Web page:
• School of Dental Medicine Oral Health Pavilion (Rutgers Biomedical and Health Sciences): This $13.5 million project in Newark adds more than 24,000 square feet of clinical teaching space to the C Level of the building. The clinic seamlessly integrates into the existing building and features a corridor that links to the adjacent Bergen Building, and will be completed by the end of 2015.
  • The Chemical and Chemical Biology Building (Rutgers University-New Brunswick): With nearly 145,000 square feet, the facility will be connected to the Wright Reiman complex on the Busch Campus in Piscataway. The $115 million building will be energy efficient, sustainable and reconfigurable. It will provide critically needed laboratory, teaching and collaboration space that will enable Rutgers’ internationally recognized faculty to expand and accelerate in groundbreaking research drug design, alternative energy, biomaterials, nanotechnology and molecular engineering. The project is scheduled for completion in fall 2016.
  • Global Village Learning Center at the Jameson Dormitory Complex (Rutgers University-New Brunswick): The new 19,000 square-foot center at Douglass Residential College on the Douglass Campus will be the home of the Global Village Learning Community. The facility will include lounge, classroom and residential spaces, including a large assembly space for leading lecturers and conferences. The $11.5 million project is scheduled for completion in fall 2016 and is a partnership between alumnae donors and Rutgers University.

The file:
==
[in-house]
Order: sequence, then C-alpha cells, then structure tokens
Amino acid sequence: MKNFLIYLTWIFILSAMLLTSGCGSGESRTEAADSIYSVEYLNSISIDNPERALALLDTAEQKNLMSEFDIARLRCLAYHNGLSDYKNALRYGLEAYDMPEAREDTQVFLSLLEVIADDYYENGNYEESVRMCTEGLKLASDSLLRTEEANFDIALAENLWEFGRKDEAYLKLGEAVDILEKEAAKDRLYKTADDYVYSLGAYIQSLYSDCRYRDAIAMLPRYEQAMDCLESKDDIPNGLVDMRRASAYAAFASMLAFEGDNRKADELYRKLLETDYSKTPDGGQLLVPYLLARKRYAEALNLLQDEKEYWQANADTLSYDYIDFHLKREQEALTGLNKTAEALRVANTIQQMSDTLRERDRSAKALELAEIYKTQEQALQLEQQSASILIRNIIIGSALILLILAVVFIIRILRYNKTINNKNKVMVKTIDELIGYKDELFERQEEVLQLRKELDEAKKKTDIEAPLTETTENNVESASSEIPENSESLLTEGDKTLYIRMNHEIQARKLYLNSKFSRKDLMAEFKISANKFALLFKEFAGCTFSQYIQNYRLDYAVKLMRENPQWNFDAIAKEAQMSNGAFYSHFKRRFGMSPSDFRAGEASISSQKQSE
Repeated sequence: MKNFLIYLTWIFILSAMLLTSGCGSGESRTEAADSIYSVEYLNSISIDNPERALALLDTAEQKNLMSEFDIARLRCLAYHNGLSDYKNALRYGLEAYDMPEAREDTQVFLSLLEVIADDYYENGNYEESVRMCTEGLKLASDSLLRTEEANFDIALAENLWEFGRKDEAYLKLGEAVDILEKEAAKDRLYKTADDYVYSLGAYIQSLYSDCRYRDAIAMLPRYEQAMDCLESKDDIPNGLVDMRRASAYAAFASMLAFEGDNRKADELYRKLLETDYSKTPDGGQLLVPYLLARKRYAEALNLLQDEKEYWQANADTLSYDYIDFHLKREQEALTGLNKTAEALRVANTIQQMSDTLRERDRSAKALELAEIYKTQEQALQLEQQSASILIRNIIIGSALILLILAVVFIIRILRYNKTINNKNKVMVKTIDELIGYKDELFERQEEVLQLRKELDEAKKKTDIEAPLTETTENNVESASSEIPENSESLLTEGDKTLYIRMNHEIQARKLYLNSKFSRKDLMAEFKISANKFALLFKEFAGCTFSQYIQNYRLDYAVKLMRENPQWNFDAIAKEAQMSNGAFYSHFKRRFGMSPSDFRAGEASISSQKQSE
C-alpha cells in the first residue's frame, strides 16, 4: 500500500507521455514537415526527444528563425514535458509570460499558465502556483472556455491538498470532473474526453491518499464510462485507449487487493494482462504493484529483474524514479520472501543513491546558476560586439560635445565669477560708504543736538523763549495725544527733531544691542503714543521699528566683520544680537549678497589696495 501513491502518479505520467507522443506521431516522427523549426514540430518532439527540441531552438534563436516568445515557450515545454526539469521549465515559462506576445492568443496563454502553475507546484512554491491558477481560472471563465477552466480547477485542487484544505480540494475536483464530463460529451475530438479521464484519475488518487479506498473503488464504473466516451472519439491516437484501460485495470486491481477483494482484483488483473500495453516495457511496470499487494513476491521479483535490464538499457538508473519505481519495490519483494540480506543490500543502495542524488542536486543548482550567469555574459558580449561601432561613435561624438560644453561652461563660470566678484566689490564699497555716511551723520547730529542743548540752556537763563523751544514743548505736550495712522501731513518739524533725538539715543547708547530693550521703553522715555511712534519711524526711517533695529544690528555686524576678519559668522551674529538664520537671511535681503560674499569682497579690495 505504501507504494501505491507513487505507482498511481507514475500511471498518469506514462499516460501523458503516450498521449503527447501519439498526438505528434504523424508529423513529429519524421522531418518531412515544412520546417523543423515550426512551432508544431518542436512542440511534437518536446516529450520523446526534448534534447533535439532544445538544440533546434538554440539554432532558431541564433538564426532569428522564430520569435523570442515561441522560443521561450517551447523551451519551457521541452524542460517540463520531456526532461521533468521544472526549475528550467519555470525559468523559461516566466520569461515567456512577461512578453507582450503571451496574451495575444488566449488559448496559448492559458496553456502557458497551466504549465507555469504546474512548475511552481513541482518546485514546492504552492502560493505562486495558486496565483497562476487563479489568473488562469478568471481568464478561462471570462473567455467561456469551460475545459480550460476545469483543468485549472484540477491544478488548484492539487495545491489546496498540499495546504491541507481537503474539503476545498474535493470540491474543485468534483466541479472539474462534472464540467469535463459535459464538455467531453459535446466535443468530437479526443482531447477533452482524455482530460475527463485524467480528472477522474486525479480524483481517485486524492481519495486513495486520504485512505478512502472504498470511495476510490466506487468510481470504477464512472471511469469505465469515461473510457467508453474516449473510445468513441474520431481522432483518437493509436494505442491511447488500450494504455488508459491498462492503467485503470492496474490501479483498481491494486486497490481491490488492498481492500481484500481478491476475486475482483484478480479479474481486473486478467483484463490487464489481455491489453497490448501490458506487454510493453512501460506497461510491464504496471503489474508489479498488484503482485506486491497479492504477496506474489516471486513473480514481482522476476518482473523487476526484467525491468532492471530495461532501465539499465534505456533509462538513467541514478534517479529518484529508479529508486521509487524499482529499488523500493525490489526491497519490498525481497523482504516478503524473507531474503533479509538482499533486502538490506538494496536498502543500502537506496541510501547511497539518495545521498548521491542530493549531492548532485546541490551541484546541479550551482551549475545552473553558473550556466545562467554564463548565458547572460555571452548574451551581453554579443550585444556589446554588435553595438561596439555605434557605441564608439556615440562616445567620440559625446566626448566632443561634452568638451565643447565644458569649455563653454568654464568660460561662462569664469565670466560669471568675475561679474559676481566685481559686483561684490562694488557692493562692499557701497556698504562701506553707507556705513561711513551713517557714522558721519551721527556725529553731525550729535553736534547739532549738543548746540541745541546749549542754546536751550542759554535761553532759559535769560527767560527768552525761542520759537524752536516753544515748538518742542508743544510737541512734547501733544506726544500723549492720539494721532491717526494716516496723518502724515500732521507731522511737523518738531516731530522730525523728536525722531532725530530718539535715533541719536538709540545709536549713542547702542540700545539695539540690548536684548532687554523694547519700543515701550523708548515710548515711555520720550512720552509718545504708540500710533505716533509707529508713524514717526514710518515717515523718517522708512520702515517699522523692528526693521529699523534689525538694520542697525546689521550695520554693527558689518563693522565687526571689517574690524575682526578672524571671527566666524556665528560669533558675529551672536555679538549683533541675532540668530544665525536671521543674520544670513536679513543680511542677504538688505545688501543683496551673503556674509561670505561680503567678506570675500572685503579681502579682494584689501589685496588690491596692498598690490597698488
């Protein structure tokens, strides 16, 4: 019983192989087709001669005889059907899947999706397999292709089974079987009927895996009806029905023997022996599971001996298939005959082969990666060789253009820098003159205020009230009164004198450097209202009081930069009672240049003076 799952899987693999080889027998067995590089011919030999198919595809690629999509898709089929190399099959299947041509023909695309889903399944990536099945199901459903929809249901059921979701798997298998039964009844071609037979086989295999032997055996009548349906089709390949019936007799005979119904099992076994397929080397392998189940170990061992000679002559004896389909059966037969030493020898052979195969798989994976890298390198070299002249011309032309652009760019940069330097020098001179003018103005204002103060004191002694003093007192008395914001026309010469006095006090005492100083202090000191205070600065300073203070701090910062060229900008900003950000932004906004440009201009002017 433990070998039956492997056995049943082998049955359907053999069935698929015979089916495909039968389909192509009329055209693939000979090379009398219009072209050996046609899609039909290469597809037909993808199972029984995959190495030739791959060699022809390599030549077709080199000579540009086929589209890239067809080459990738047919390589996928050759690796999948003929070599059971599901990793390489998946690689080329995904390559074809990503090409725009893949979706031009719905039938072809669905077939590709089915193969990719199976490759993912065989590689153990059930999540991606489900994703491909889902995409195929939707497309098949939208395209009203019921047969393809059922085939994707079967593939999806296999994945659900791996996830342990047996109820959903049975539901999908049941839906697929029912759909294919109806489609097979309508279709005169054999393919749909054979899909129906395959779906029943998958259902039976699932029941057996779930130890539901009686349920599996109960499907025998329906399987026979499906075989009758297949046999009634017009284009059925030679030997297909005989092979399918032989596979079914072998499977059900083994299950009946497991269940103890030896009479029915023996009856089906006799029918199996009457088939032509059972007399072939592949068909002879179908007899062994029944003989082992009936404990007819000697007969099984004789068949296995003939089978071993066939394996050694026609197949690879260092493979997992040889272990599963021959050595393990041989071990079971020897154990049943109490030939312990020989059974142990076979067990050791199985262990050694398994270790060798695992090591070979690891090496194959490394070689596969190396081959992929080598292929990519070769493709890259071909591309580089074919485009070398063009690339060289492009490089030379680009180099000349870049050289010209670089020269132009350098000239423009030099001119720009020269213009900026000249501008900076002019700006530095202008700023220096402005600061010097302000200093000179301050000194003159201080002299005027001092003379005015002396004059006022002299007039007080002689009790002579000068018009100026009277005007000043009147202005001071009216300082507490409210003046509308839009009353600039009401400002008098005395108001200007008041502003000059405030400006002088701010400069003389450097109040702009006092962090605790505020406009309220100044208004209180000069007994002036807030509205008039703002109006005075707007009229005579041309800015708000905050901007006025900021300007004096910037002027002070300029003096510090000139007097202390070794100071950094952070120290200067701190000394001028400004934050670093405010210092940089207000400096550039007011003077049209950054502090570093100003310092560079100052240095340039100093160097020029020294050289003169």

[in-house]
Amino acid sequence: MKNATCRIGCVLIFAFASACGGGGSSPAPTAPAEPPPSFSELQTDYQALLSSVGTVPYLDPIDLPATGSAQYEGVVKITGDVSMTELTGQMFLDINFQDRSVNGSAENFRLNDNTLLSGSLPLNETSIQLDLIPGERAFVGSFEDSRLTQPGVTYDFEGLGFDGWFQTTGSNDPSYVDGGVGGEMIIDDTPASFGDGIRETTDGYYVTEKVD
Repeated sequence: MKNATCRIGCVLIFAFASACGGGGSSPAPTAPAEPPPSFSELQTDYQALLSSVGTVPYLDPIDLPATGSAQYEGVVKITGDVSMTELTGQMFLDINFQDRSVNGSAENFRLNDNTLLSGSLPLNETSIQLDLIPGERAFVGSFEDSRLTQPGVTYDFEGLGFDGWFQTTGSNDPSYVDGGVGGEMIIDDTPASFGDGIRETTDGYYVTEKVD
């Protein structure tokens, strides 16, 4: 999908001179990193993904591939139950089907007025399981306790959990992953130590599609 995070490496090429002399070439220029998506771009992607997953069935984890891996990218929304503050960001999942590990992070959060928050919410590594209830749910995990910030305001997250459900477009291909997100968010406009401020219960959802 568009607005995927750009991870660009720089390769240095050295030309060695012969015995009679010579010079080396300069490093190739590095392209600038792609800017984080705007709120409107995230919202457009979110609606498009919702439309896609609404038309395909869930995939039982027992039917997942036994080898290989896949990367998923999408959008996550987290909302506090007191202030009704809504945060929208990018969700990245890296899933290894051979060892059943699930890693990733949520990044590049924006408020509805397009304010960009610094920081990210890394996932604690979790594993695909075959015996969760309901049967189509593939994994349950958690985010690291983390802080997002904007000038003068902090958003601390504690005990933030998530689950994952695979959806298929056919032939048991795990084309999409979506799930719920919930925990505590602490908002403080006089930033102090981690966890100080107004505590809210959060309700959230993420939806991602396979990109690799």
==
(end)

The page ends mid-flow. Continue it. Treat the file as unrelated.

• Express Newark, a university-community collaboratory (Rutgers University-Newark): Occupying about 10 percent of the 500,000 square-foot classic Hahne & Co. building, a former downtown department store, Express Newark will be an interdisciplinary learning space housing the collaborative practice of community residents and artists who will innovate and experiment with Rutgers University-Newark faculty, staff and students to engage in creative practice, foster democratic dialog and promote positive transformation.
  • Writers House (Rutgers University-Camden): 305 Cooper Street (Henry Genet Taylor House) is on the National Register of Historic Properties. The project includes a major renovation of the existing 6,685 square-foot building to restore the building to its former glory by fall. The facility, which will be occupied by the Department of English, will provide students, faculty and guest writers an environment in which to meet and discuss literature and scholarly projects. Total cost is $4.5 million.  
  • Alumni House and Development Office (Rutgers University-Camden): 312 Cooper Street (the former Red Cross Building) will be the home of the Alumni and Development offices. The $2.5 million project will see the renovation and restoration of the original 8,000 square-foot space and the construction of an additional 1,150 square-foot stair tower. The building includes meeting space for alumni of Rutgers.  Completion is anticipated this semester.

For media inquiries, contact E.J. Miranda, 848-932-7084 or, or Steve Manas, 848-932-0559 or